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To Coach is to Manage: The Art of On-on-One Meetings

by Jody Ordioni

To Coach is to Manage: The Art of On-on-One Meetings

Just like sports team win matches due to the strength of the team and not the number of star players they have, similarly, businesses also thrive when each employee is allowed to work on their strengths and weaknesses. The coach is the one who builds the team by ensuring that each player is held accountable to the team and challenges them to become better.

The same principle can be applied in business and the results of this endeavor are immediate. Heathier, happier and high-performing teams are beneficial to the company. They perform better to deliver greater profits and customer satisfaction for such teams is likely higher. The employee engagement and retention rates for such teams are also likely to be higher.

A significant proportion of the manager group, however, does not see themselves as business coaches. The task of reviewing and measuring employee performance is usually left to a standardized testing method developed by the HR that compares the performance and the individual goals of the employees. However, this method of reviewing is mostly unhelpful since it lacks context. According to a survey, 74% of employees receive only a yearly review and only 17% of employees find these reviews meaningful. The current method of management is clearly not conducive to growth.

It is the job of the manager to ensure that each employee feels an integral part of the team. The only way to succeed at this goal is to reimagine the definition of a manager. A progressive manager takes on the responsibility of establishing cohesion and coordination in the team. In our experience, the best method is to discard early reviews and bring in one-on-one sessions with the managers for the employees.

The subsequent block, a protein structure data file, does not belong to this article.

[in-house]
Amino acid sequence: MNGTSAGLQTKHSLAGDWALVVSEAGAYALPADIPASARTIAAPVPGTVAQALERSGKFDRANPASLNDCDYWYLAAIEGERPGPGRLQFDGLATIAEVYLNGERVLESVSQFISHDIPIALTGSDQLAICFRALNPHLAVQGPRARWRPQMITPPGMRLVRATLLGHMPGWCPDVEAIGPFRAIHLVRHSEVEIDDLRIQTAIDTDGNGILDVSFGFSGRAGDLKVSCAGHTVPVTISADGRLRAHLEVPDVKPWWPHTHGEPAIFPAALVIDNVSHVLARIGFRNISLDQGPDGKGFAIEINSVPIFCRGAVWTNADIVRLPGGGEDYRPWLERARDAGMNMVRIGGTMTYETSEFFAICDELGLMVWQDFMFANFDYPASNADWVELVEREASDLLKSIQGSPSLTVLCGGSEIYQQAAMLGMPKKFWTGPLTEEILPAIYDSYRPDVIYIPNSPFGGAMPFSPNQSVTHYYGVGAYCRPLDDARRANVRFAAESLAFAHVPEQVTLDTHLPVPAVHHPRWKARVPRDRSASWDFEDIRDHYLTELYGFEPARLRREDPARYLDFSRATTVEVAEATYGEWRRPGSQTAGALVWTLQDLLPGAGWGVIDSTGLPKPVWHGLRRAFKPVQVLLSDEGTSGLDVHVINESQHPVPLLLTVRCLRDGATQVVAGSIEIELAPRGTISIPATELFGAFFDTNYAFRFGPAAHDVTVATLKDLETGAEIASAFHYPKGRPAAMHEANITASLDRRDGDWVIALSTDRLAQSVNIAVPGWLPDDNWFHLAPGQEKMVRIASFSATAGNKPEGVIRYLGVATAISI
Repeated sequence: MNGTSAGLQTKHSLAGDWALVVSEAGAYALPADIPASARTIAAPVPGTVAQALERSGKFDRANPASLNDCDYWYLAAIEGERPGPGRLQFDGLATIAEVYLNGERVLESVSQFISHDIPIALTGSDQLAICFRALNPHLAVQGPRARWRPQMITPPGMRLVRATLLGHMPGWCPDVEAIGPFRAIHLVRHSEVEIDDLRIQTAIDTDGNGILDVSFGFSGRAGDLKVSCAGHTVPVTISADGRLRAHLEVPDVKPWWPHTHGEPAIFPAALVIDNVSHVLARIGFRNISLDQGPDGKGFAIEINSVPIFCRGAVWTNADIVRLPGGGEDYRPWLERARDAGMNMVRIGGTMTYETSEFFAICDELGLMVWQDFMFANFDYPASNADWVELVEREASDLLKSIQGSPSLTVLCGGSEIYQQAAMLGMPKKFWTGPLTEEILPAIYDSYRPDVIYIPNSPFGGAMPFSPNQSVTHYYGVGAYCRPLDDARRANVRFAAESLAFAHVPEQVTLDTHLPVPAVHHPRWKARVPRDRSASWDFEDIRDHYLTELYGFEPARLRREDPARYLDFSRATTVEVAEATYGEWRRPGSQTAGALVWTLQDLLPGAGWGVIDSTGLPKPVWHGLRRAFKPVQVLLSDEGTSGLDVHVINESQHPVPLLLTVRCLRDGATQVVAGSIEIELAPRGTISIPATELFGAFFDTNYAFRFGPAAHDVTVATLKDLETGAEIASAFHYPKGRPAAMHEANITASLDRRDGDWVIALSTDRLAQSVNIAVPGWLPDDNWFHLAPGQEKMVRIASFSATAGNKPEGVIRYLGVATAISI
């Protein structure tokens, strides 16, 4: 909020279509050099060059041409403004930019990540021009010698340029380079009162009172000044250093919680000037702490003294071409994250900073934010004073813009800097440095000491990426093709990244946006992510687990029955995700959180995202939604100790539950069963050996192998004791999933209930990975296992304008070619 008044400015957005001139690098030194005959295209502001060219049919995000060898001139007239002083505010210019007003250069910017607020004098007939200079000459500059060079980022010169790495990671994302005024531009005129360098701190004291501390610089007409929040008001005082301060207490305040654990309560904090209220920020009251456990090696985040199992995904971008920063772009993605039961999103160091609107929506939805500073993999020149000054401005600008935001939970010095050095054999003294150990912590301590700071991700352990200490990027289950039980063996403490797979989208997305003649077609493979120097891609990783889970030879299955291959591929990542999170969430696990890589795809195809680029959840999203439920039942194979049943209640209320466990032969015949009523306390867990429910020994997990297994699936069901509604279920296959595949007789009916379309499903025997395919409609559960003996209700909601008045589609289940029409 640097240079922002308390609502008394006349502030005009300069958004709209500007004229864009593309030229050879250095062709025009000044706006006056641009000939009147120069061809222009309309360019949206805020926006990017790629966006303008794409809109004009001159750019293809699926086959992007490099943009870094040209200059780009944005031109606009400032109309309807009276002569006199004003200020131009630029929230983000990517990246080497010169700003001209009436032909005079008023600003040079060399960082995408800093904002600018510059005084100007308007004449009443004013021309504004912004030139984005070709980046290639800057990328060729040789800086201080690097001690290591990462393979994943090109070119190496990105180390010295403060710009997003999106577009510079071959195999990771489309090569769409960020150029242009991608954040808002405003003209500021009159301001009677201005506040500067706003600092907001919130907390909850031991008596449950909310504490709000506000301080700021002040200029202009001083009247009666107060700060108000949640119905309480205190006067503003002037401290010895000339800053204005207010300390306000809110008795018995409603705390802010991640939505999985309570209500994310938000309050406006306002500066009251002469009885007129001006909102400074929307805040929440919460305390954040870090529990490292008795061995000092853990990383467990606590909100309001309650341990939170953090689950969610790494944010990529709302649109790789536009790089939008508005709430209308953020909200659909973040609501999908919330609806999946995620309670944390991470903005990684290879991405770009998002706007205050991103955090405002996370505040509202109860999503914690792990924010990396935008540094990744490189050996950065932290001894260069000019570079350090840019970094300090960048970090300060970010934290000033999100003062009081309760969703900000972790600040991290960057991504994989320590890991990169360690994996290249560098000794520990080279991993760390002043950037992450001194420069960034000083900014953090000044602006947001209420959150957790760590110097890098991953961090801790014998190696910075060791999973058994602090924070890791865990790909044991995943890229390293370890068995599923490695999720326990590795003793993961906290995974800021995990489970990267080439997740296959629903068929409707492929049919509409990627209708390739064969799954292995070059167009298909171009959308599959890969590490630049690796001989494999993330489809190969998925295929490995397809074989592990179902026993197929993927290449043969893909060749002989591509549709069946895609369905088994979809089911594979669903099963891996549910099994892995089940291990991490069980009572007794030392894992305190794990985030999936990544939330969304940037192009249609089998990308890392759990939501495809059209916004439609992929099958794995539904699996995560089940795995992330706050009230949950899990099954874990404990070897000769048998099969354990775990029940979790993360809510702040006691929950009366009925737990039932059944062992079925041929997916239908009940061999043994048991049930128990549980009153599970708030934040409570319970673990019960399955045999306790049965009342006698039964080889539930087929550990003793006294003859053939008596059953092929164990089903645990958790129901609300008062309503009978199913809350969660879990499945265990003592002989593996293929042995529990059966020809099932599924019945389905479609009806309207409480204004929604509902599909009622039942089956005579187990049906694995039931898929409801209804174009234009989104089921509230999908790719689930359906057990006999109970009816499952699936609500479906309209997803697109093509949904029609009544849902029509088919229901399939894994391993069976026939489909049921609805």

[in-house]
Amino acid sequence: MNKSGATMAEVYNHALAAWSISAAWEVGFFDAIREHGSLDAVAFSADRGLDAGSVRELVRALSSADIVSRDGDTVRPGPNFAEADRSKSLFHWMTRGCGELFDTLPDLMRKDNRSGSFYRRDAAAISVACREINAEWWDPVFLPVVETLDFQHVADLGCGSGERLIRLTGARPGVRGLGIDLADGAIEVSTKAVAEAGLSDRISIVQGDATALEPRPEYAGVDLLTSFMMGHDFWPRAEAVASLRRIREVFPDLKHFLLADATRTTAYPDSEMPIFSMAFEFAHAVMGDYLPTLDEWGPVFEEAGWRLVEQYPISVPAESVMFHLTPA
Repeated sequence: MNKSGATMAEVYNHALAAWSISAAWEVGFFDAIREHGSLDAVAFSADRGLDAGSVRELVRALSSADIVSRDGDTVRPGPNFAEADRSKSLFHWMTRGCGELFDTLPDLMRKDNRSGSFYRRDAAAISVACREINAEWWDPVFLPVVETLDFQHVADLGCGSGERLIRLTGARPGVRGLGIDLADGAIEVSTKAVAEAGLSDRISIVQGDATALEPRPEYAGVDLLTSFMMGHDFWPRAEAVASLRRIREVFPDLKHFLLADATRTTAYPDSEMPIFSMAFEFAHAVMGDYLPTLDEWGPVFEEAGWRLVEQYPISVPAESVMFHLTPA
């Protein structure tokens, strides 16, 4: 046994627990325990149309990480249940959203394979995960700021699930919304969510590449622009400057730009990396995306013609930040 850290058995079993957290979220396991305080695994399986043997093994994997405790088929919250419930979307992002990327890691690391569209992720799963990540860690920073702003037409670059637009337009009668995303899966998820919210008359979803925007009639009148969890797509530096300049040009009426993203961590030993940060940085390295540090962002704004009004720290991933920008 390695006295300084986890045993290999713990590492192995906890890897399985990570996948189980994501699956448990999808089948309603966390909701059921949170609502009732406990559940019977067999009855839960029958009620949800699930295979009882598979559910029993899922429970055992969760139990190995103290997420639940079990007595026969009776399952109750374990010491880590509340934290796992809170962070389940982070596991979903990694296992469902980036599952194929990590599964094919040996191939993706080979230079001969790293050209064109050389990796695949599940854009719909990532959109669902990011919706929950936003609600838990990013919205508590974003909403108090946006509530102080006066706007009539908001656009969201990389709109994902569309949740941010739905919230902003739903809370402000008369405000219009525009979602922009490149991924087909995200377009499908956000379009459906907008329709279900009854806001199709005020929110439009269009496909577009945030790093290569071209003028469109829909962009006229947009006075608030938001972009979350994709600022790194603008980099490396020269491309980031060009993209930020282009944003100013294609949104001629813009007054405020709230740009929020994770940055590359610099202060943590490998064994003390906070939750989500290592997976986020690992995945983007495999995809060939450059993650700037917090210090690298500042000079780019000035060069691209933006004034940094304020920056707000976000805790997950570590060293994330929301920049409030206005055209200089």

Here are some tips to make one-on-one sessions meaningful:

Frequent and Consistent Meetings are Key

The biggest advantage of frequently holding one-on-one sessions is that coaches can provide feedback to the employees in real-time. This means that employees can then work on their strategies to yield better results immediately. Sticking to a schedule, such as holding a meeting weekly according to the role and needs of the employee, also ensures that coaches are clearly conveying what is expected of the employees. Regular meetings also hold employees accountable for the commitments they have made.

Focus on Development of Employees

The point of holding a one-on-one meeting is to focus on the professional growth of the employees. Such meetings should be tailored to assess how employees contribute to their team and what is the impact of their contribution. Another important aspect of this exercise is to understand what each employee aspires for personally and professionally, and why.

Business coaches are expected to know the strengths and weaknesses of each employee they manage. The top priority of millennials while looking for a job is to get opportunities for growth and learning. Personalized development ranks high on the agenda of many employees. They want opportunities for training courses, cross-functional teams to push them out of their comfort zones, and mentors who can help them work on their strengths and weaknesses.

Be Positive and Focused on Future

One-on-ones should be focused on the future of the employees and should have a positive tone. It's imperative to learn the reason for the employee's success so that it can be imitated in the future as well. The goal of effective coaching also entails that coaches help employees to prepare, prioritize, and learn from their work. Coaches help employees to visualize the successful future for themselves and then actualize that vision.

Each employee wishes to do meaningful work and make impactful contributions to their company. The best way to engage employees is to provide them with challenges and hold them accountable for their work. By putting on the hat of a business coach, leaders can build an environment of continuous learning and growth for their employees.

The Bottom Line

Building connections with employees on personal and professional levels gives a nod to the fact that companies care for their employees. Active advocacy for the growth of your employees builds a bridge of trust between the employees and the company. Coaching is the most effective method when it comes to building powerful employees, who then in turn form the bedrock for powerful companies.

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